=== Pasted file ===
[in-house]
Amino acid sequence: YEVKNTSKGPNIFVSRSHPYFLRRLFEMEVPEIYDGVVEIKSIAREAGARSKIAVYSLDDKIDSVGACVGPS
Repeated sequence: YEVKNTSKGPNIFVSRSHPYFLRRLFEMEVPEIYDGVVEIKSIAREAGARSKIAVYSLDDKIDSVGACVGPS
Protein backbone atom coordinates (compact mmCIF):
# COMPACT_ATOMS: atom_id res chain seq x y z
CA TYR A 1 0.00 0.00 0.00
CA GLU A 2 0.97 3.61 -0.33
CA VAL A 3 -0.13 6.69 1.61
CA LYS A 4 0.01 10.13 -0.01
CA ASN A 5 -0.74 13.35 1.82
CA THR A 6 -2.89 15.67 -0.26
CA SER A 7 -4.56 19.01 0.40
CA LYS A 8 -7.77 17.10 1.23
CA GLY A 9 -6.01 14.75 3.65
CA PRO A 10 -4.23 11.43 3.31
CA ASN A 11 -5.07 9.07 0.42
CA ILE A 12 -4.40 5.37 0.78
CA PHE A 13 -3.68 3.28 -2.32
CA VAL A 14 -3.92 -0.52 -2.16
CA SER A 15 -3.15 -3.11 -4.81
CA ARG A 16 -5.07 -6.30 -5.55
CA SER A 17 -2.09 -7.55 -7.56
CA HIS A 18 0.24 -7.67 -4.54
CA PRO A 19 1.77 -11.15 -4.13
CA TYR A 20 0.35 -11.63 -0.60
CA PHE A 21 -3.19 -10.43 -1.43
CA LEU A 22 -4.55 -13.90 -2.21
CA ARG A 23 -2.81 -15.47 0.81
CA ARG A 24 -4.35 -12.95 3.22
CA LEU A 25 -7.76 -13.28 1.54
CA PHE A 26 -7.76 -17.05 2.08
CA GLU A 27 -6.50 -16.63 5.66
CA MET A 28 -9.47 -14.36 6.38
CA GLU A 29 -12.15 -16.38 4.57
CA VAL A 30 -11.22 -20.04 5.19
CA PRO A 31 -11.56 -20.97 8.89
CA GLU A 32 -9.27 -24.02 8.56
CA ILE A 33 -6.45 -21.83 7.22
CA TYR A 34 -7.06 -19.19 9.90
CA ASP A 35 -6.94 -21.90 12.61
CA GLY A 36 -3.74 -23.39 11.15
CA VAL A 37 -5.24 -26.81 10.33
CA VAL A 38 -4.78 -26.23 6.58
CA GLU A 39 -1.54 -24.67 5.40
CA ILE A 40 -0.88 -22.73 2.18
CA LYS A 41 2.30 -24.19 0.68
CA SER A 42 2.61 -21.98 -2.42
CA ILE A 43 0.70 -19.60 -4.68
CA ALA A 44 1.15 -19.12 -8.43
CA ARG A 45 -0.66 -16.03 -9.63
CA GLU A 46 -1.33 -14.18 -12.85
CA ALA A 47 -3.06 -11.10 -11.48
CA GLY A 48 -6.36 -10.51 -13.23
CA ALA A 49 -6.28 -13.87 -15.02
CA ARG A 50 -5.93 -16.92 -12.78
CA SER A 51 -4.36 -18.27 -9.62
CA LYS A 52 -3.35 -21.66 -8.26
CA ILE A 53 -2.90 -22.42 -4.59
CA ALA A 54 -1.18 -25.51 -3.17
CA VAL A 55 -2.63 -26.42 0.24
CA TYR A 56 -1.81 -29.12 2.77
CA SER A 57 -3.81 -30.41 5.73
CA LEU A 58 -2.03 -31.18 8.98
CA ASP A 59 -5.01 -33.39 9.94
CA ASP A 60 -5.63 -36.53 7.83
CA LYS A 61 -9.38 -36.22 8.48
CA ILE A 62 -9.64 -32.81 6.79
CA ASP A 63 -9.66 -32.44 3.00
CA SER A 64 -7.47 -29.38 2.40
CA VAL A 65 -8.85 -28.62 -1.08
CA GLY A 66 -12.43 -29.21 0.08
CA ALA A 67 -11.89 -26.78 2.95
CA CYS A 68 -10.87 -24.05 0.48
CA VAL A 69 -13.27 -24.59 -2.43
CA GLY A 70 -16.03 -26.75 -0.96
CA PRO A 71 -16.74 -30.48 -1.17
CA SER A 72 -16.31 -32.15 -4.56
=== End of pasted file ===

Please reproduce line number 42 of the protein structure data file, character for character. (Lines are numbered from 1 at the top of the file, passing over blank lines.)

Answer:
CA VAL A 37 -5.24 -26.81 10.33